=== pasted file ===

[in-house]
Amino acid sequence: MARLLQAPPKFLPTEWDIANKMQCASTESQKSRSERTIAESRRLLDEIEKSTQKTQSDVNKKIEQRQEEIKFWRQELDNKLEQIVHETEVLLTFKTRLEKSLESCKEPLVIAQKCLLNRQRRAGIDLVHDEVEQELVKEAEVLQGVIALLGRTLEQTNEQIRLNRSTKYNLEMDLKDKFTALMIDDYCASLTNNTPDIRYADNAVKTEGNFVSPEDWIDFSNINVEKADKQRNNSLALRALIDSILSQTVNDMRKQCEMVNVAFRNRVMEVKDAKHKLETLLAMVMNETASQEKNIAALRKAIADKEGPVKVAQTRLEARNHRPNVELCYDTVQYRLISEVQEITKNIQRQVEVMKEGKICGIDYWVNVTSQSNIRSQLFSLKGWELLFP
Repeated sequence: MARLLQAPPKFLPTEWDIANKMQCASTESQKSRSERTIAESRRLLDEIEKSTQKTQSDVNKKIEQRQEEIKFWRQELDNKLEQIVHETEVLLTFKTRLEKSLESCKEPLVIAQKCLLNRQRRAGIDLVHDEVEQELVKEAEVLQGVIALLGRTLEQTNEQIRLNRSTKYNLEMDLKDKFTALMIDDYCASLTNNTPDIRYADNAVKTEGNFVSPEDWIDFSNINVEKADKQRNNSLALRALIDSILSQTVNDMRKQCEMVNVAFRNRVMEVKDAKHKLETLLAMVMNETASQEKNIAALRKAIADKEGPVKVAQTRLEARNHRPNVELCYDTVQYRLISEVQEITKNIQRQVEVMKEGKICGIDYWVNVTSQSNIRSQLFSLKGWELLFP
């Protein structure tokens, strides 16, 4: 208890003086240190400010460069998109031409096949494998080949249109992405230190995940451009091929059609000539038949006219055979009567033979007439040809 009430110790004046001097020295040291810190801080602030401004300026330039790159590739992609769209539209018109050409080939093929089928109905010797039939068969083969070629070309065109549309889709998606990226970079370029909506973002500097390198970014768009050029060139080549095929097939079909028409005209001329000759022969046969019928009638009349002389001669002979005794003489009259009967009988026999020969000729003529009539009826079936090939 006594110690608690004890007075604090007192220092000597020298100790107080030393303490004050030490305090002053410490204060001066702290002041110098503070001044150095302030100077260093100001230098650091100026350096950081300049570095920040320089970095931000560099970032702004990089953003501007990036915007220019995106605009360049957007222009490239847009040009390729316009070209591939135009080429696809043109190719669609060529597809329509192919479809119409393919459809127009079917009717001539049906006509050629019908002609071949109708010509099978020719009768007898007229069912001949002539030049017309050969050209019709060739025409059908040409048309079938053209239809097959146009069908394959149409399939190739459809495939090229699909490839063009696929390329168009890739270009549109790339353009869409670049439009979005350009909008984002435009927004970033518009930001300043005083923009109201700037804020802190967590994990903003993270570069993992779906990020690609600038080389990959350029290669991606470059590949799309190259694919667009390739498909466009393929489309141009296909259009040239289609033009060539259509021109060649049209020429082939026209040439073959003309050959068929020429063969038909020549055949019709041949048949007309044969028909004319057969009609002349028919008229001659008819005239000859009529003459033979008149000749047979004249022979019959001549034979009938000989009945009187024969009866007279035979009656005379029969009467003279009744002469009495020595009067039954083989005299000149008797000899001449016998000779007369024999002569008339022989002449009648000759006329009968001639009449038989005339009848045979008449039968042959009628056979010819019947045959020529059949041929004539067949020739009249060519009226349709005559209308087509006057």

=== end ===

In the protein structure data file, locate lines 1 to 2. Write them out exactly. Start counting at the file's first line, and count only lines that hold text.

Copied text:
[in-house]
Amino acid sequence: MARLLQAPPKFLPTEWDIANKMQCASTESQKSRSERTIAESRRLLDEIEKSTQKTQSDVNKKIEQRQEEIKFWRQELDNKLEQIVHETEVLLTFKTRLEKSLESCKEPLVIAQKCLLNRQRRAGIDLVHDEVEQELVKEAEVLQGVIALLGRTLEQTNEQIRLNRSTKYNLEMDLKDKFTALMIDDYCASLTNNTPDIRYADNAVKTEGNFVSPEDWIDFSNINVEKADKQRNNSLALRALIDSILSQTVNDMRKQCEMVNVAFRNRVMEVKDAKHKLETLLAMVMNETASQEKNIAALRKAIADKEGPVKVAQTRLEARNHRPNVELCYDTVQYRLISEVQEITKNIQRQVEVMKEGKICGIDYWVNVTSQSNIRSQLFSLKGWELLFP